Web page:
Steve McQueen was the personification of 60’s screen cool in BULLITT, a stylish action film directed by Peter Yates. It’s the first of producer Philip D’Antoni’s cop trilogy, both of which (THE FRENCH CONNECTION and THE SEVEN-UPS) I’ve previously covered. Unlike those two films, the grittiness of New York City is replaced by the California charm of San Francisco, and the City by the Bay almost becomes a character itself, especially in the groundbreaking ten minute car chase between McQueen’s Mustang and the bad guy’s Dodge Charger.
Style permeates the film from the get-go, with the snappy opening credits montage by Pablo Ferro. Then we get right into the story, as San Francisco detective Frank Bullitt is assigned to guard mob witness John Ross, scheduled to testify before a Senate Subcommitte on crime. Hot shot politician Walt Chalmers wants Bullitt because of his reputation and PR value with the papers. Things go awry when Ross is attacked in the seedy hotel room he’s being hidden in, causing the death of a cop. Ross survives, barely, and another attempt is made at the hospital. When he succumbs to his injuries, Bullitt and partner Delgatti stash the body in the morgue, and begin their investigation. Chalmers demands to know where Ross is, thinking him still alive, but Bullitt won’t give in until he completes his search for the truth.
Frank Bullitt is the prototype for D’Antoni’s “Maverick Cop”. Cool as a cucumber, always butting heads with authority, breaking the rules, and of course driving like a maniac! McQueen’s just right for the part, with his ice-blue eyes revealing nothing and his naturalistic acting style. His iconic dark blue turtleneck, tweed jacket with elbow patches, and desert boots set a style trend among men who wanted to be like Steve, but there’s only one Steve McQueen!
And that car chase set the style for literally dozens of cop films to come. Bullitt’s green ’68 Mustang GT goes up against a ’68 Dodge Charger in one of the wildest chase scenes ever filmed. McQueen drove in the close-ups (he was a race driver of note), but the heavy lifting was done mostly by stuntman Carey Lofton and motorcycle racing champ Bud Ekins (who also doubled for McQueen in THE GREAT ESCAPE). Bill Hickman, stunt driver extraordinaire, was behind the wheel of the Charger, and choreographed most of the sequence. The action takes us from Fisherman’s Wharf, through Midtown, and ends just outside San Francisco on Guadalupe Canyon Parkway. Frank P. Keller deservedly won the Oscar for best editing that year largely due to this exciting chase.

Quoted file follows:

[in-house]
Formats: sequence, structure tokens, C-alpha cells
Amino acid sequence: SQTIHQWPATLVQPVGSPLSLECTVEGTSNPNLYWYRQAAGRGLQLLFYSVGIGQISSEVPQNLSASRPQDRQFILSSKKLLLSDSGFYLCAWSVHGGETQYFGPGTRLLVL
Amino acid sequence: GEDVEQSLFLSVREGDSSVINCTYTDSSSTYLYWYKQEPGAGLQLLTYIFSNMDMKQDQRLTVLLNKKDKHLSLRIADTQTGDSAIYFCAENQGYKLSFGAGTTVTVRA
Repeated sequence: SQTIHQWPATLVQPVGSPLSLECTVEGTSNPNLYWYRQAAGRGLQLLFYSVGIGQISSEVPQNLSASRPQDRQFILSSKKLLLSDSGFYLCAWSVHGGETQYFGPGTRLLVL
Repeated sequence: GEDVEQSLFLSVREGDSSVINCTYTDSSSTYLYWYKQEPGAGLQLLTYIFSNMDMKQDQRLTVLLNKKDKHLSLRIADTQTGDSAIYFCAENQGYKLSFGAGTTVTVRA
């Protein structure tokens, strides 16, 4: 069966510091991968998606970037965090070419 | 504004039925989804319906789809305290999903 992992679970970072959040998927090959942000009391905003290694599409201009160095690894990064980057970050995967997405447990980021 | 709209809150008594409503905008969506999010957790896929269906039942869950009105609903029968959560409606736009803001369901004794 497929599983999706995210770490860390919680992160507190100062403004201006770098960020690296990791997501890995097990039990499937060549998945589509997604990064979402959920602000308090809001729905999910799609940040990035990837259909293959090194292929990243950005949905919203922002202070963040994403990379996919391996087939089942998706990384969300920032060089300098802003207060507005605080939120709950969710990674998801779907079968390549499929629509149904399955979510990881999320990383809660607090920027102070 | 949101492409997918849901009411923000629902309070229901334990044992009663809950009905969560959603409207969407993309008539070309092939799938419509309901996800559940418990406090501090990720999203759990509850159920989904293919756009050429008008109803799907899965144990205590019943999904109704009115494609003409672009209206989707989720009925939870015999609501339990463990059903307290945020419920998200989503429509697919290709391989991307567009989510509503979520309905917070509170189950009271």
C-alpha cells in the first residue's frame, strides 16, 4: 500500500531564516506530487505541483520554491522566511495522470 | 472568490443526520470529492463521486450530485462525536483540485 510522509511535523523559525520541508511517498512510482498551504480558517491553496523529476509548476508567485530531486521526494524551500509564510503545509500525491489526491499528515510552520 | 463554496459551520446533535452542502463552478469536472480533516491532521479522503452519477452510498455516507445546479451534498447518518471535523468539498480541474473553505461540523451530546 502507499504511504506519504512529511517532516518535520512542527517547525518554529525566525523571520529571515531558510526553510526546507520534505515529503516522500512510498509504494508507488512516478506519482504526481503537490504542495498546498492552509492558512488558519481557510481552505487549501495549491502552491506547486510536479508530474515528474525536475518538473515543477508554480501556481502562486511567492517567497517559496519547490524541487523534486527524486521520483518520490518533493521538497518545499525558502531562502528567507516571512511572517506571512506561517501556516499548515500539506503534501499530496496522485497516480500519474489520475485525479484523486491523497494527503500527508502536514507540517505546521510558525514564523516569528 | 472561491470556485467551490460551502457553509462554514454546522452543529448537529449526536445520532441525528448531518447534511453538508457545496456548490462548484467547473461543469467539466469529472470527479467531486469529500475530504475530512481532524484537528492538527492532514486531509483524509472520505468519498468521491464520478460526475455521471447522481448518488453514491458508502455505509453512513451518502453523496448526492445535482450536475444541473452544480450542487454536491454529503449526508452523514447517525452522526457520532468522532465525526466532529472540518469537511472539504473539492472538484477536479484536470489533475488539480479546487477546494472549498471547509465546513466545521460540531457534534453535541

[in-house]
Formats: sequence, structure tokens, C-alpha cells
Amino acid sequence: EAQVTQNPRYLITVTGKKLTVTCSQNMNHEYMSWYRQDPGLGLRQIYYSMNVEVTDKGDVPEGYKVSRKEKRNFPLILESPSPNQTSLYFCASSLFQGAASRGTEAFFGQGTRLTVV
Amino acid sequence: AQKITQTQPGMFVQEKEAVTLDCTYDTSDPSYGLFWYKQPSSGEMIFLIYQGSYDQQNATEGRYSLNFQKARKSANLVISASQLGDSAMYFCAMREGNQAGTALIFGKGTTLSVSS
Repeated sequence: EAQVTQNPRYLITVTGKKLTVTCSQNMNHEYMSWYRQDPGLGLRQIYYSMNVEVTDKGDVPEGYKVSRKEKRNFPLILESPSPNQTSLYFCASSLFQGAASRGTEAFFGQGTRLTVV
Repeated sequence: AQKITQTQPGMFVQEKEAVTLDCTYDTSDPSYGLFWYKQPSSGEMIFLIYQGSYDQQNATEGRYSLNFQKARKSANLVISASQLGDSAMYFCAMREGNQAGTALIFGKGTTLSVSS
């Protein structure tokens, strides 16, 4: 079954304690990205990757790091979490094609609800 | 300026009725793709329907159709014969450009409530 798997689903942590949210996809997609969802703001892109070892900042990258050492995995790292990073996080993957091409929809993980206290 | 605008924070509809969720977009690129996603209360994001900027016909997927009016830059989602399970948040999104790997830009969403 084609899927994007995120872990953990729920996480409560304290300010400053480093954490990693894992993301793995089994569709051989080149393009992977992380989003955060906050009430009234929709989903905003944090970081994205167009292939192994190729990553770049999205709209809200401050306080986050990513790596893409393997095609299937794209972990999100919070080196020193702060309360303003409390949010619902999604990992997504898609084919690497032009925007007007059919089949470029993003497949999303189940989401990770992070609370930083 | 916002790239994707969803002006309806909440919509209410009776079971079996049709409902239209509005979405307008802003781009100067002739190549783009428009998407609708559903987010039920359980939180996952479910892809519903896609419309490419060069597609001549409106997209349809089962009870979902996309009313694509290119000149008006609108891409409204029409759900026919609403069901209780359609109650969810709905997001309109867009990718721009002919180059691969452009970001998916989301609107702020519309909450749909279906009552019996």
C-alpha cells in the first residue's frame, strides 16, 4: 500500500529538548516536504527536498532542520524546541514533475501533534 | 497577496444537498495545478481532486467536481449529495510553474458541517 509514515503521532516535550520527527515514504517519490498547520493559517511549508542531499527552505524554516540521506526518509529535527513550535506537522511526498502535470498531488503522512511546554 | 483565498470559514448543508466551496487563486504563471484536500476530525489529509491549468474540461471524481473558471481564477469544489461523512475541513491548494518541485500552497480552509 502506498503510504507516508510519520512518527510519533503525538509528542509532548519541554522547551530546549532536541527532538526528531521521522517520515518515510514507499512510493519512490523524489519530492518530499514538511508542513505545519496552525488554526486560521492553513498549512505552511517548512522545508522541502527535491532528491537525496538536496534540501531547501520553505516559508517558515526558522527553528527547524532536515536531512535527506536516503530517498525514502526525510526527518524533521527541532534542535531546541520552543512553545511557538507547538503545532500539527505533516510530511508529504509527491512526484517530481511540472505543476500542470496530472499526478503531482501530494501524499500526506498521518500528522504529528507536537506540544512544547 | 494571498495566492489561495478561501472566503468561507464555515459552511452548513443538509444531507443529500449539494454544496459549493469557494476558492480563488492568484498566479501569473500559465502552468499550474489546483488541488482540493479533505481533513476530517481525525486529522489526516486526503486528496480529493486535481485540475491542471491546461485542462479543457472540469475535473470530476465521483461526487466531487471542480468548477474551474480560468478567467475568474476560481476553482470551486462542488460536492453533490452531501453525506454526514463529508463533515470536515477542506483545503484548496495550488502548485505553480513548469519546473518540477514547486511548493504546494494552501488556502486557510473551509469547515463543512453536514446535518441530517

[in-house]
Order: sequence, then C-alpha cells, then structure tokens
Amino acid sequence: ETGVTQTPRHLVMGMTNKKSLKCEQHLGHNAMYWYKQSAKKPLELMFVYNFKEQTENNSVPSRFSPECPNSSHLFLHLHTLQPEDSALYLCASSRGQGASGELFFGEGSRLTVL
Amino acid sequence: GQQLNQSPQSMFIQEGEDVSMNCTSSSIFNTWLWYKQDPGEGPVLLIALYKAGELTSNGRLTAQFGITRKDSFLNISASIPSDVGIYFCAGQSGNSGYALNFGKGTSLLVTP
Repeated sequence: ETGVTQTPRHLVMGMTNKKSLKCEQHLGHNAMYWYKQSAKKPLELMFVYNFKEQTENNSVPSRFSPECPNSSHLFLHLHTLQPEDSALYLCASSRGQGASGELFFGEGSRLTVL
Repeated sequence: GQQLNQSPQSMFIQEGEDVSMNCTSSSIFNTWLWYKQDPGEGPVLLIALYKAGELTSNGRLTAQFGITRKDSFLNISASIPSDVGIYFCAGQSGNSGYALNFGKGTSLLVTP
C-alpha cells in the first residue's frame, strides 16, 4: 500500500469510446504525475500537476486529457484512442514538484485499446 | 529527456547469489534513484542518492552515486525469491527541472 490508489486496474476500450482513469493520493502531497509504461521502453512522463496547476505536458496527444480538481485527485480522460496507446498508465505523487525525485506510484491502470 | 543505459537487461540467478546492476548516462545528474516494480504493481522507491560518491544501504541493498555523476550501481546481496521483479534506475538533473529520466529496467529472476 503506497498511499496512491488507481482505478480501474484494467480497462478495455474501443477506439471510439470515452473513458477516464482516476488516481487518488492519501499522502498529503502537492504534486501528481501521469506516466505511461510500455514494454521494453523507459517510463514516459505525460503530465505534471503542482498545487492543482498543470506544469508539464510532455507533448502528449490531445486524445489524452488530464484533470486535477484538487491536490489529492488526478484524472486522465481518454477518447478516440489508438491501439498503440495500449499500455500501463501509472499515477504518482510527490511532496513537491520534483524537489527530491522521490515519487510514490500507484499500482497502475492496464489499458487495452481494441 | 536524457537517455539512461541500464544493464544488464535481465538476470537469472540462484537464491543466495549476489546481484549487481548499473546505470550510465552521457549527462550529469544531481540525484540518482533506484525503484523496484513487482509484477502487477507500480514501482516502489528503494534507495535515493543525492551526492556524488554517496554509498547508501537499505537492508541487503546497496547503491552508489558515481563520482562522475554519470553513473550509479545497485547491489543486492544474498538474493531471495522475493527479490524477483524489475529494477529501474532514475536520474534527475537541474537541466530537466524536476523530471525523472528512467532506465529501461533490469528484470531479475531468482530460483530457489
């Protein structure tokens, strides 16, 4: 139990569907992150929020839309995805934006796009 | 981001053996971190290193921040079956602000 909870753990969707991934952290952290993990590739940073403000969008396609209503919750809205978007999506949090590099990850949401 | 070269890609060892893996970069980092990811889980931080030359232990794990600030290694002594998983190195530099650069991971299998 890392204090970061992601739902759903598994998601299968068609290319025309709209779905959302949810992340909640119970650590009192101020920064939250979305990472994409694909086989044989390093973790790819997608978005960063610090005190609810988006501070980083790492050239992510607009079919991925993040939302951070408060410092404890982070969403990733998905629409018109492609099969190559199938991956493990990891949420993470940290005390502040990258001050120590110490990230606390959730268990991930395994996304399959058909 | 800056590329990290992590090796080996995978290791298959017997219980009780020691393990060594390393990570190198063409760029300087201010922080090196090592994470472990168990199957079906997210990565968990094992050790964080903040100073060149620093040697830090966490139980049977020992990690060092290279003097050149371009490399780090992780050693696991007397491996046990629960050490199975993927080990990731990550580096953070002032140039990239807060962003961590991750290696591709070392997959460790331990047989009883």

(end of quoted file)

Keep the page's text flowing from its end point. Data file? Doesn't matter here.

The cast features Robert Vaughn (THE MAN FROM U.N.C.L.E) as Chalmers, as grandstanding politician (is there any other kind?). Vaughn had costarred with McQueen in THE MAGNIFICENT SEVEN, and the two men work well together here. I love this bit of dialog- Chalmers: “Frank, we must all compromise”. Bullitt: “Bullshit”. Vintage McQueen! Jacqueline Bisset’s on hand in the role of Bullitt’s sensitive artist girlfriend (“With you, violence is a way of life, violence and death”, she tells him). Don Gordon plays Bullitt’s partner Delgatti; the two were friends offscreen and appeared together in PAPILLION and THE TOWERING INFERNO. Simon Oakland is Bullitt’s tough boss, like he was Darren McGavin’s tough boss in THE NIGHT STALKER (both the movie and TV show). George Stanford Brown (THE ROOKIES), Norman Fell (THREE’S COMPANY), Vic Tayback (ALICE), Felicia Orlandi, Ed Peck, and Al Checco are also among the supporting cast, as is young Robert Duvall in a small role as a cab driver.
Director Peter Yates was recommended by McQueen after the star saw his British film ROBBERY, which also involved a car chase. Yates would go on to make interesting films, including THE HOT ROCK (based on a Donald Westlake novel), THE FRIENDS OF EDDIE COYLE (an underrated crime drama starring Robert Mitchum), THE DEEP, the bicycle racing saga BREAKING AWAY, EYEWITNESS (another underrated film), THE DRESSER, and SUSPECT. William A. Fraker’s cinematography is stunning, and Lalo Schifrin adds another solid jazz score to his resume.
Everything works together to make BULLITT (along with BONNIE AND CLYDE) one of the most stylish American films of the 1960’s, and one that holds up well today. I only wish Philip D’Antoni had made a few more; with BULLITT, I’ve completed covering his cop trilogy. That’s alright, though. Now I can watch them again without taking notes, and just enjoy them as a fan!